Neurological differential diagnosis...Differential diagnosis of parkinsonian syndromes

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Neurological differential diagnosis...Differential diagnosis of parkinsonian syndromes

Text of Neurological differential diagnosis...Differential diagnosis of parkinsonian syndromes

  • 1. INDEX INTRODUCTION PARKINSONIAN SYNDROMES DIFFERENTIAL DIAGNOSIS IN A PATIENT WITH PARKINSONIAN MANIFESTATIONSParkinsonism appears clinically in a variety of neurologic disorders (Table 1). Differentiating these syndromes from idiopathic Parkinson's disease (PD) is usually not difficult after a thorough history and examination. In the course of many of these disorders, parkinsonism may be a prominent feature and this makes the diagnosis more challenging. In this chapter, the authors examine a variety of diverse syndromes that can resemble PD in their clinical pictures.Table 1. CLASSIFICATION OF PARKINSONISMI. Idiopathic parkinsonism or Lewy body Parkinson's disease (PD)11. Secondary (symptomatic) parkinsonism 1. Drug-induced 2. Toxin-induced (manganese, methanol, carbon monoxide, MPTP) 3. Metabolic disorders (Wilson's disease) 4. Vascular parkinsonism 5. Postencephalitic/infectious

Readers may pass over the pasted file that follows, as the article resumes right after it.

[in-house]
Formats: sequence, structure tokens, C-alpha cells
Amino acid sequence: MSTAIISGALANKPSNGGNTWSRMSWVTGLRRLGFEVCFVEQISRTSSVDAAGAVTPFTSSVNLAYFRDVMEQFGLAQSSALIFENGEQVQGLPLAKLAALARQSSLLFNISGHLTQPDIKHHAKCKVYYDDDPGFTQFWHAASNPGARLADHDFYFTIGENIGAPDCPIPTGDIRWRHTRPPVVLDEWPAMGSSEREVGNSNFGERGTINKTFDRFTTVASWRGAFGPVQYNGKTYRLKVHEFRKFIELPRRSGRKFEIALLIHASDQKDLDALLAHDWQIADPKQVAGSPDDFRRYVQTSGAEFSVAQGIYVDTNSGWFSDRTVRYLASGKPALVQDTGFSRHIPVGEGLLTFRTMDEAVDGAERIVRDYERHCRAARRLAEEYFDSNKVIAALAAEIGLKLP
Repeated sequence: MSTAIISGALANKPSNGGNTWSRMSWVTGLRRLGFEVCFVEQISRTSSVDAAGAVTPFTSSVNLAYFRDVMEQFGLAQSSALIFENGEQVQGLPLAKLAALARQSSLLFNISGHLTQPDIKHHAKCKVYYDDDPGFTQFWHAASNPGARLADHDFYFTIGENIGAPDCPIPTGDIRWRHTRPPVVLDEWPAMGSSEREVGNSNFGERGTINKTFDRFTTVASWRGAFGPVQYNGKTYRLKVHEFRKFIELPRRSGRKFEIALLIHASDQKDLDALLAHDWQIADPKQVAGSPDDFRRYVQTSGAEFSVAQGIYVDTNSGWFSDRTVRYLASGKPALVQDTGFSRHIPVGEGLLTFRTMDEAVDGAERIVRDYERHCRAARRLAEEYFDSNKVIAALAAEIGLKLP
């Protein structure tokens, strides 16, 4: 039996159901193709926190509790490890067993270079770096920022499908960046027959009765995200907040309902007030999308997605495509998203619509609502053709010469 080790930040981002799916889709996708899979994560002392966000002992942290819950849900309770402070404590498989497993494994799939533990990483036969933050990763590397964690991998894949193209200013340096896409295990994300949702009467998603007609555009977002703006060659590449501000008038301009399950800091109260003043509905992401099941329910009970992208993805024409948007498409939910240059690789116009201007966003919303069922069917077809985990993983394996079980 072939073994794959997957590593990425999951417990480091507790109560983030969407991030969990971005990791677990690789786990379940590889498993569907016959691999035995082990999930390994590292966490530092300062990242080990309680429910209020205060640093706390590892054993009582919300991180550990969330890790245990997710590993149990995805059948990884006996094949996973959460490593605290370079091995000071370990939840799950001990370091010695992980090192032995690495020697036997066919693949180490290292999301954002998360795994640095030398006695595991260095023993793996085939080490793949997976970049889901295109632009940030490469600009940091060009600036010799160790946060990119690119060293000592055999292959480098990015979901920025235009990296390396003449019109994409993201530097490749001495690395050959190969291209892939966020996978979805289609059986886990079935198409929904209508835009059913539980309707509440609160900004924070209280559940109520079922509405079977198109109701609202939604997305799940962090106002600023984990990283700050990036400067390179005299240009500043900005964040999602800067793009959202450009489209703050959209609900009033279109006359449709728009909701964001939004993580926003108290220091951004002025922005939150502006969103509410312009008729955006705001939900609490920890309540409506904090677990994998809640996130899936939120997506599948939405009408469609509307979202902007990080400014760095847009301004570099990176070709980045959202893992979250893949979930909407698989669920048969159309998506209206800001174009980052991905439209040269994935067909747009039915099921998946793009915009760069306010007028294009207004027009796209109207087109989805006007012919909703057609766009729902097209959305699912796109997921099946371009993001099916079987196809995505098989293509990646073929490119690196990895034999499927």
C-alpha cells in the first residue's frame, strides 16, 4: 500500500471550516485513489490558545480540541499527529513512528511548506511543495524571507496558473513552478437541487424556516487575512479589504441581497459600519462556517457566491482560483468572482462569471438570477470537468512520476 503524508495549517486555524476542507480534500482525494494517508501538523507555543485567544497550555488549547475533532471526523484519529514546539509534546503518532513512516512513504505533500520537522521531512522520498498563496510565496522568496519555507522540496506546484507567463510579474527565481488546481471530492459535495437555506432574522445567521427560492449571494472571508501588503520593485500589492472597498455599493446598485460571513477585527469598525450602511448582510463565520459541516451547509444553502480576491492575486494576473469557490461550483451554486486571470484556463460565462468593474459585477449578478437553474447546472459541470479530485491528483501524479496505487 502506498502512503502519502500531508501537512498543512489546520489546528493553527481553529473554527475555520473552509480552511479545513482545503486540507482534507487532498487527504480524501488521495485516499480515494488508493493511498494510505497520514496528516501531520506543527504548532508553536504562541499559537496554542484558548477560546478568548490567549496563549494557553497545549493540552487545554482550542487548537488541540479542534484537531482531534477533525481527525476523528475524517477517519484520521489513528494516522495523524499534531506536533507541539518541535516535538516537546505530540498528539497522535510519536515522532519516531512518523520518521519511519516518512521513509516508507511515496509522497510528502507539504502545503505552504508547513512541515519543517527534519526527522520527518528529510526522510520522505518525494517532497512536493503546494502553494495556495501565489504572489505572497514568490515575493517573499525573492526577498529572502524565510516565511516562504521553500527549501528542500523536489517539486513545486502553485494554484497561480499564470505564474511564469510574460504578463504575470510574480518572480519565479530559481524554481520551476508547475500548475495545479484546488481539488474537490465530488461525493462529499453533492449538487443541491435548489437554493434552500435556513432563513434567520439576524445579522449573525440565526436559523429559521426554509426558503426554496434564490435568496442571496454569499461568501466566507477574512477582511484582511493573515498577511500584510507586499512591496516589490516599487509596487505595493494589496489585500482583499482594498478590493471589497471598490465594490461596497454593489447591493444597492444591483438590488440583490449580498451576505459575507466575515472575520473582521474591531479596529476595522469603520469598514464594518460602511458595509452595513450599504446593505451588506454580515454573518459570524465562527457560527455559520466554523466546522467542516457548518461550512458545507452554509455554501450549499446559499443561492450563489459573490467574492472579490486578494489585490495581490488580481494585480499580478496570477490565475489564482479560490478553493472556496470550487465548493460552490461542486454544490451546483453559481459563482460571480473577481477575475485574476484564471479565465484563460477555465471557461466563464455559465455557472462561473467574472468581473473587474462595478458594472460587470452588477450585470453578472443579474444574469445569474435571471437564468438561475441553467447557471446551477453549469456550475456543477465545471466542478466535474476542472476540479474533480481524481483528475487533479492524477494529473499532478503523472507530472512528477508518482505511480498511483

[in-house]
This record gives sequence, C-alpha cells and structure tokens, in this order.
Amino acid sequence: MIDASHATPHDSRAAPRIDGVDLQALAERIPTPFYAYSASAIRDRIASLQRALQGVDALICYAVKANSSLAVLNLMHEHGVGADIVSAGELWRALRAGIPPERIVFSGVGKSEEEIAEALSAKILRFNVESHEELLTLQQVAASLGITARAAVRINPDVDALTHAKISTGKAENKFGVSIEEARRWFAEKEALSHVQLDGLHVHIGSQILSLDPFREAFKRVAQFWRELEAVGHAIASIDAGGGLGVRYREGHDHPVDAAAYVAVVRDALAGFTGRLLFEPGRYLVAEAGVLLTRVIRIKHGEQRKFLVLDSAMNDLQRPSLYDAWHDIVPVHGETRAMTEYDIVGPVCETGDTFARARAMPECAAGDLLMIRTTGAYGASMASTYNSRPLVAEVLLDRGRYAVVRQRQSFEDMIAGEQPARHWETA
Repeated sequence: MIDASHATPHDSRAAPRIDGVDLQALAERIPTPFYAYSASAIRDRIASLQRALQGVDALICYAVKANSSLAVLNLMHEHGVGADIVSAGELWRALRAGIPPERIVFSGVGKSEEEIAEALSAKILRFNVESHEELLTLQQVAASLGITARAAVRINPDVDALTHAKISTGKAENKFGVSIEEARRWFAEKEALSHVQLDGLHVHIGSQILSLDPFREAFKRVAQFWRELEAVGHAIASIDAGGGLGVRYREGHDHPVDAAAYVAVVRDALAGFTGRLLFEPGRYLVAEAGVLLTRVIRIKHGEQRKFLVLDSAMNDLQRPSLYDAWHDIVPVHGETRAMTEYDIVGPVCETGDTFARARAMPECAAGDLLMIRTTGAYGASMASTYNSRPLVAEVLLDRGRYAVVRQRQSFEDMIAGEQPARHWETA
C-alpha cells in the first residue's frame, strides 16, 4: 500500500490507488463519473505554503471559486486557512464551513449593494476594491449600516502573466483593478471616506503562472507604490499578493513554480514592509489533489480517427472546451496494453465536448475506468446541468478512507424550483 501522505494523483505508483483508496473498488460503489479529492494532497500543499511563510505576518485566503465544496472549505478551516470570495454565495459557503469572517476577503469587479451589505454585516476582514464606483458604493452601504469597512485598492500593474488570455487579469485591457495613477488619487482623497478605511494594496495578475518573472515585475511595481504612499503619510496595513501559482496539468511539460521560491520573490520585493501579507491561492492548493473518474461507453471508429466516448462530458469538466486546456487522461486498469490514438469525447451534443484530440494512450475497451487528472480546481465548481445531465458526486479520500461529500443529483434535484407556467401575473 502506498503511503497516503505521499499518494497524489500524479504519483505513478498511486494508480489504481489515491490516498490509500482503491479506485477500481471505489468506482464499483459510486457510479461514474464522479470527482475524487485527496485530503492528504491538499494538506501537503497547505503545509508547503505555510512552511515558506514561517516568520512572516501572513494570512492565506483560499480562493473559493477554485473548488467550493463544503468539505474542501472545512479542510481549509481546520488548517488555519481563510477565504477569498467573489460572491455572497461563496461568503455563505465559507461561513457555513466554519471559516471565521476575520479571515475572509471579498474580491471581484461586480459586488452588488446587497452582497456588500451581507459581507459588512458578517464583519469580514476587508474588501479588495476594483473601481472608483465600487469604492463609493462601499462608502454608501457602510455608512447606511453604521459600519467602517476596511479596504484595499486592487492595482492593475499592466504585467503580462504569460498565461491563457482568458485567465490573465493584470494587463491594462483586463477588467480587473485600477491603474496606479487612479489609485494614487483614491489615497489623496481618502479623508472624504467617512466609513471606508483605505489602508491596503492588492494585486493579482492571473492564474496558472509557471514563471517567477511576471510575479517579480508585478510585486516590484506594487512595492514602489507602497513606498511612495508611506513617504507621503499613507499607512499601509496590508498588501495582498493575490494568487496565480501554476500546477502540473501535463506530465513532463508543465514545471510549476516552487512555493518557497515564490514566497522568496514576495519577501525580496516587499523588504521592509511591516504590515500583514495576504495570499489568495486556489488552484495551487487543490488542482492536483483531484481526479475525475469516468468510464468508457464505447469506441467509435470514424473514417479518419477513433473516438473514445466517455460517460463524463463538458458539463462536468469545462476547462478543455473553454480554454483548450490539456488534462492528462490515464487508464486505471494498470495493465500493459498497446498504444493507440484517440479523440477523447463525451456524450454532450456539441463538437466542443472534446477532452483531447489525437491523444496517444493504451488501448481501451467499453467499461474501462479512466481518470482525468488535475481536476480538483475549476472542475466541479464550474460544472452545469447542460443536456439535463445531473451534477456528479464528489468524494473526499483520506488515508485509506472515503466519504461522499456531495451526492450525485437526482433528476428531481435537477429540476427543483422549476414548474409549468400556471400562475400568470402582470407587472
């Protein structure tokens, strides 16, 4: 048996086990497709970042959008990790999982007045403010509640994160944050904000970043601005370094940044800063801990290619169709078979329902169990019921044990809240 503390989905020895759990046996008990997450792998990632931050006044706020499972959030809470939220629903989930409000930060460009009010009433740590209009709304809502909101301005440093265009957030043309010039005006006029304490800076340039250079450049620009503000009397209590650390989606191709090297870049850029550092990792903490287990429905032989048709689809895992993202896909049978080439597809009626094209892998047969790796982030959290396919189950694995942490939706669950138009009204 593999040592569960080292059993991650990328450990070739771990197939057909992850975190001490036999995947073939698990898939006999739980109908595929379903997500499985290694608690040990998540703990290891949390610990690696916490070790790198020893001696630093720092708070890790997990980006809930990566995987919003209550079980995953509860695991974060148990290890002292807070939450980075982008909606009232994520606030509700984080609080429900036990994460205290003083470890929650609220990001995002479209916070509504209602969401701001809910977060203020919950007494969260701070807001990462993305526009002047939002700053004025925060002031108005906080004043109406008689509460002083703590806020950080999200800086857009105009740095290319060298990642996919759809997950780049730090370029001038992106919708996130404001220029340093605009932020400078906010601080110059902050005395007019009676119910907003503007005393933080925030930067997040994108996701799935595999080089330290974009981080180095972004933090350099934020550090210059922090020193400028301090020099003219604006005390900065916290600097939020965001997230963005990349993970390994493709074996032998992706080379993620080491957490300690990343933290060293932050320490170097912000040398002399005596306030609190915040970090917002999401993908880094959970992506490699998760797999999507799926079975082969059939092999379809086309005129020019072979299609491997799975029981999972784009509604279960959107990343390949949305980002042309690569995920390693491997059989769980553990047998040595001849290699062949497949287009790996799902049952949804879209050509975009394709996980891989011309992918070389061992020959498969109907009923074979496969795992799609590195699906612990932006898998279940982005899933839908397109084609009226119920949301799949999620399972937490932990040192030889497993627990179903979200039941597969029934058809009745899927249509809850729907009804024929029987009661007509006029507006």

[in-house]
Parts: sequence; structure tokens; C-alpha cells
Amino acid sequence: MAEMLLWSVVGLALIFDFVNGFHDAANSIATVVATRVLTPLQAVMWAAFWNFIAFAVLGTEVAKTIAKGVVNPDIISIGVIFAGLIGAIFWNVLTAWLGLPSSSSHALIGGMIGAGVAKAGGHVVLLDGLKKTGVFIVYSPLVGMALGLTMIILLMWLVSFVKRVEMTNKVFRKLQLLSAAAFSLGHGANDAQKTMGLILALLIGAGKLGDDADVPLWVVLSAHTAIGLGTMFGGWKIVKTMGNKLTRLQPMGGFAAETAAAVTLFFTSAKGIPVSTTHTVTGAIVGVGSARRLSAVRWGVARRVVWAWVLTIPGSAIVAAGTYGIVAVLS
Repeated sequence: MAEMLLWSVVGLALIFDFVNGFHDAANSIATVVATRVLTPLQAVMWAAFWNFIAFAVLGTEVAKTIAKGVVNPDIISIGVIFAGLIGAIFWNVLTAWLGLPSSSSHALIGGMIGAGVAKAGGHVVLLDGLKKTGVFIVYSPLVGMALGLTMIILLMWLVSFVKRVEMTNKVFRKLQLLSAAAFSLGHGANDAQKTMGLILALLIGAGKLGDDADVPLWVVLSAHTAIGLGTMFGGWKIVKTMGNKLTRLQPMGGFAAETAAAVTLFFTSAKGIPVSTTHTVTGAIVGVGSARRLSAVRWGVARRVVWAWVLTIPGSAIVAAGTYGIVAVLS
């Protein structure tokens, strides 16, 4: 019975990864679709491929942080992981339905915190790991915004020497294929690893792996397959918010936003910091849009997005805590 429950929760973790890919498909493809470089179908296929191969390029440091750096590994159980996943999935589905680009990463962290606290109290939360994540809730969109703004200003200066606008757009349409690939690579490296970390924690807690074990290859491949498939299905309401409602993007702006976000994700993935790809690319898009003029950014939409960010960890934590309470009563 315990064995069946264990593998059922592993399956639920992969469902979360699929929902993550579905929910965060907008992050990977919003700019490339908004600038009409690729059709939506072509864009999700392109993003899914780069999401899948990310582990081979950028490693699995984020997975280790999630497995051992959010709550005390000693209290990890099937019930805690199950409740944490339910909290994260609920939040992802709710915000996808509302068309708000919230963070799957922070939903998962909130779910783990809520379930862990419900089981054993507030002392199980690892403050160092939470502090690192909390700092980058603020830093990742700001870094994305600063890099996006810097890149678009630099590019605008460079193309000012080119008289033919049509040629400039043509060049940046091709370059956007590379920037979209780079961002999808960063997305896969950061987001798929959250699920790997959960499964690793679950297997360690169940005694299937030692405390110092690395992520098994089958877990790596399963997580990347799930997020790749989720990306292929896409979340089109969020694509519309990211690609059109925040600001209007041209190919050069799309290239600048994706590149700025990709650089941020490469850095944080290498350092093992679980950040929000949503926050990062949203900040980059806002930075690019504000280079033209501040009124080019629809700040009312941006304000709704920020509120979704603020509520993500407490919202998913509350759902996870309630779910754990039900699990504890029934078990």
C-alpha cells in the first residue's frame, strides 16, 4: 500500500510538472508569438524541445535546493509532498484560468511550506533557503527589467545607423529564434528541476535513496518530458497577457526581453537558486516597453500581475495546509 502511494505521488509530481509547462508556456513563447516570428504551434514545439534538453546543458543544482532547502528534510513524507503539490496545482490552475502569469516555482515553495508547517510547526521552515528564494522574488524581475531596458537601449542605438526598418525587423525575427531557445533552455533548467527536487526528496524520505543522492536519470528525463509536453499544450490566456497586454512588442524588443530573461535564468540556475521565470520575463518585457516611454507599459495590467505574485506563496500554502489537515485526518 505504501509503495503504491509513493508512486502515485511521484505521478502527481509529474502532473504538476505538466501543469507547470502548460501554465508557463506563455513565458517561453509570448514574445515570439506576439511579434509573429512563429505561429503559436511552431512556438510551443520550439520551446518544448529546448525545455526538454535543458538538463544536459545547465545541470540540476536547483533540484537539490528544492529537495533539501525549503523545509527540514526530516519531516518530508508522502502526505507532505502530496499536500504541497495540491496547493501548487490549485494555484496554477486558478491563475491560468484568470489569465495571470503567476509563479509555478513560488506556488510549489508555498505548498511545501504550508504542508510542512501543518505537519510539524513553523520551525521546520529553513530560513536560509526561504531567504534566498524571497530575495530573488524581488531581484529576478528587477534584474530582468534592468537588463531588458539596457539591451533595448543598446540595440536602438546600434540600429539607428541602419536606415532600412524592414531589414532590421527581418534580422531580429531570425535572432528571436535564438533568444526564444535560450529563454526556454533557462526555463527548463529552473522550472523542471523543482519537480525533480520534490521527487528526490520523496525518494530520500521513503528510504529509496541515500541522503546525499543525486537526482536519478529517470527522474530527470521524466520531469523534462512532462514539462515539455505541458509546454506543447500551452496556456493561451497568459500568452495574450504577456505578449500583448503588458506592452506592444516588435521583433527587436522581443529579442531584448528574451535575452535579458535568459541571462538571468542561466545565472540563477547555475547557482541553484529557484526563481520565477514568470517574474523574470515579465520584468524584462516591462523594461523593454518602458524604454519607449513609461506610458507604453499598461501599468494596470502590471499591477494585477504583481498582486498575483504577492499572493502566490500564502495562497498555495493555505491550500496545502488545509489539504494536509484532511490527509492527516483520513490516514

2. 6. Post-traumatic (Pugilistic encephalopathy) 7. Others, brain tumours, hypoparathyroidismIII. Neurodegenerative disease 1. Progressive supranuclear palsy 2. Multiple-system atrophy Striatonigral degeneration Shy-Drager syndrome Olivopontocerebellar atrophy 3. Cortico-basal ganglionic degeneration 4. Dementia with Lewy bodies 5. ALS-parkinsonism-dementia complex of Guam 6. Alzheimer's disease with extrapyramidal signs 7. Rigid variant of Huntington's disease 8. Hallervorden-Spatz disease 9. Neuroacanthocytosis 10. Fahr diseaseIV Other disorders with parkinsonian features 1. Normal pressure hydrocephalus 2. Psychogenic parkinsonismPARKINSONIAN SYNDROMES Drug-induced ParkinsonismDrug-induced parkinsonism (DIP) is the most common cause of symptomatic parkinsonism. 7 Any agent that inhibits dopamine metabolism can cause parkinsonian symptoms. The best recognized offending agents are neuroleptics (NL), because of their ability to block postsynaptic D2 receptors. 95 The reported prevalence of DIP in patients receiving long term NL therapy is 10%-15%, which might be an underestimated value. 94 No correlation between cumulative NL-dose intake and the development of DIP has been established; however, the high-potency NL (haloperidol, fluphenazine) are more likely to cause Symptoms. 121 Antiemetics, metoclopramide and prochlorperazine, have a phenothiazine chemical structure, and are frequently overlooked as the 3. cause of DIP. 44 The clinical features of DIP may be indistinguishable from PD, but for the symmetry of the Symptoms. 85 Usually, symptoms start shortly after the initiation of NL therapy, and 90% of cases are apparent within three months. 85 Elderly women are more prone to the development of DIP. 44 Compared to tardive dyskinesia, symptoms of DIP are reversible with discontinuation of the offending agent. 83 Symptoms usually resolve within a few weeks, however, some cases can last longer, even up to a year. Rare cases of persistent parkinsonism despite withdrawal of NL have been reported. 73 Such cases should raise the suspicion of underlying PD that was clinically unmasked by NL exposure. 15 The presence of mild DIP is not necessarily an indication for NL withdrawal. Functionally disabling DIP should be managed by withdrawal of the offending agent. Atypical NL (clozapine, quetiapine) 145 work through predominantly non- dopaminergic pathways, and as such have much lower propensity to cause DIP. 69, 96,135 These agents provide an alternative option for patients requiring chronic antipsychotic therapy, as well as PD patients with drug-induced psychosis.Dopamine metabolism can also be blocked at the presynaptic membrane, resulting in DIP. Reserpine (an older antihypertensive agent) and tetrabenazine (an agent used for treatment of hyperkinetic disorders, not available in the United States) deplete brain dopamine by interfering with presynaptic vesicular storage. 100 Neither of these agents has wide clinical use. Aside from the dopamine-depleting/blocking agents, there is a long list of other drugs, reported to be associated with DIP. 86 Calcium channel blockers, used in Europe (cinnarizine, flunarizine), have been implicated in DIP, because of their presumed pre /postsynaptic antidopaminergic effect. 87 The mechanism of DIP in other cases is unclear, but familiarity with the list of offending agents (Table 2) is helpful in making the diagnosis.Table 2. DRUGS ASSOCIATED WITH PARKINSONISM1. Neuroleptics and related agents2. Presynaptic dopamine-depleting agents (reserpine, tetrabenazine)3. Miscellaneous* Alpha-methyldopa Ca-channel Mockers (cinnarizine, flunarizine) Amiodarone Amphotericine B Lithium Pyridostigmine Fluoxetine Phelelzine Procaine Meperidine 4. Wilson's DiseaseParkinsonism as a presenting neurologic manifestation of Wilson's disease (WD) is rare. Familiarity with this condition and a high level of suspicion, especially in young patients with extrapyramidal symptoms, is imperative because of the availability of effective therapy for this disease if diagnosed early. WD is a rare, autosomal recessive condition with a prevalence of 30 cases per million people. 124 The gene is located on chromosome 13. 114 The genetic defect is responsible for excessive deposition of copper in the liver and other organs. 119 The exact molecular defect responsible for these events is unclear, though it has been suggested that the gene codes for the copper transporting ATPase is responsible for keeping copper in the correctly oxidized state. 119 The defect leads to impaired incorporation of copper into ceruloplasmin, the major copper-transporting protein, and reduced biliary copper excretion. 8 Copper excess first accumulates in the liver, and as the liver copper storage capacity is exceeded, the heavy metal is spilled into the other organs, including the brain, causing the neurologic manifestations of the disease. 90 Figure 1. Kayser-Fleischer ringsFigure 2. A case of Wilson disease showingdegeneration of the caudate nucleus and parts ofthe corpus striatum. The lesions are symmetricallyand bilaterallydistributed,presumablyrepresenting chronic gliotic and edematouschanges. Mild degree of central atrophy is present. Hepatic dysfunction is the most common presentation in WD. 151 The spectrum can vary from asymptomatic hepato-splenomegaly to fulminant acute hepatitis. 37 Ultimately, patients develop progressive cirrhosis with a postnecrotic picture. 151 The average age of onset of liver dysfunction is 11.4 years, with an average of an eight-year latency to the onset of neurologic manifestations if 5. the disease is left untreated. 152 Figure 3. A case of Wilson disease showing degeneration of the caudate nucleus and parts of the putamen. The lesions are symmetrically and bilaterally distributed, presumably representing chronic gliotic and edematous changes. Notice central atrophy. Neurologic manifestations of WD are highly variable. They are traditionally divided into two forms: classic, characterized by predominantly extrapyramidal dysfunction, mainly dystonia; and pseudosclerotic (West-phal), characterized by predominantly cerebellar dysfunction in the form of intention tremor and dysarthria. 21 Such classification is arbitrary, as there is a significant overlap of the symptoms. Tremor is the most common neurologic manifestation of WD, present in 50% of individuals. 42 The pattern of tremor is highly variable: it can be resting, postural or kinetic; proximal or distal; fine or coarse. A proximal tremor component, if present, is responsible for the characteristic quot;wing-beatingquot; appearance. Dysarthria is common, eventually affecting the majority of patients; it can be either extrapyramidal (hypokinetic), or cerebellar (scanning) in character. Additional signs of cerebellar dysfunction include gait ataxia and intention tremor. Focal dystonia (facial, pharyngeal, or cervical) can be another neurologic manifestation of WD. An isolated parkinsonian syndrome is unusual, but bradykinetic-rigid features along with other signs of basal ganglia dysfunction can be seen. 150 Upper or lower motor neuron dysfunction, as well as sensory deficits are exceedingly rare in WD. 150 Figure 4. MRI T2 images of wilson disease cases showing hypointensity involving the thalamus and corpus stratum (left image), the dentate nucleus (middle image) and the caudate nucleus 6. (right image)Psychiatric symptoms are common in WD, and are the presenting manifestation of the disease in 20% of patients. 92 Signs can vary from behavioral changes to frank psychosis. 93 Dementia is uncommon; however, a certain degree of cognitive deficit can occur. 91The diagnosis of WD can be readily made as long as the condition is suspected. 117 WD should be considered in the differential diagnosis of any young patient with unexplained neurologic dysfunction involving the basal ganglia and cerebellum. The diagnosis is based on laboratory confirmation of impaired copper metabolism that includes 24-hour urine copper excretion, serum ceruloplasmin, and serum copper in order of sensitivity. 49 Slit-lamp ophthalmologic examination for the presence of copper deposition in the cornea, known as Kayser-Fleischer rings (KFR) is an additional diagnostic tool. 125 It is believed that KFRs are invariably present in all subjects with neurologic manifestations of the disease; however, similar pigmentation can occur with other types of hepatic dysfunction. 109 The confirmatory test for WD is the determination of hepatic copper content through liver biopsy; it is elevated even in clinically asymptomatic WD gene carriers. 8Curative therapy aimed at correcting the genetic defect is not available. The best treatment results are achieved by early identification of affected subjects and screening of family members for asymptomatic carriers. 117 Treatment is aimed at restoring normal copper balance. This can be achieved either by reducing copper absorption or increasing copper excretion. Brewer 9 provides an in depth discussion of the treatment options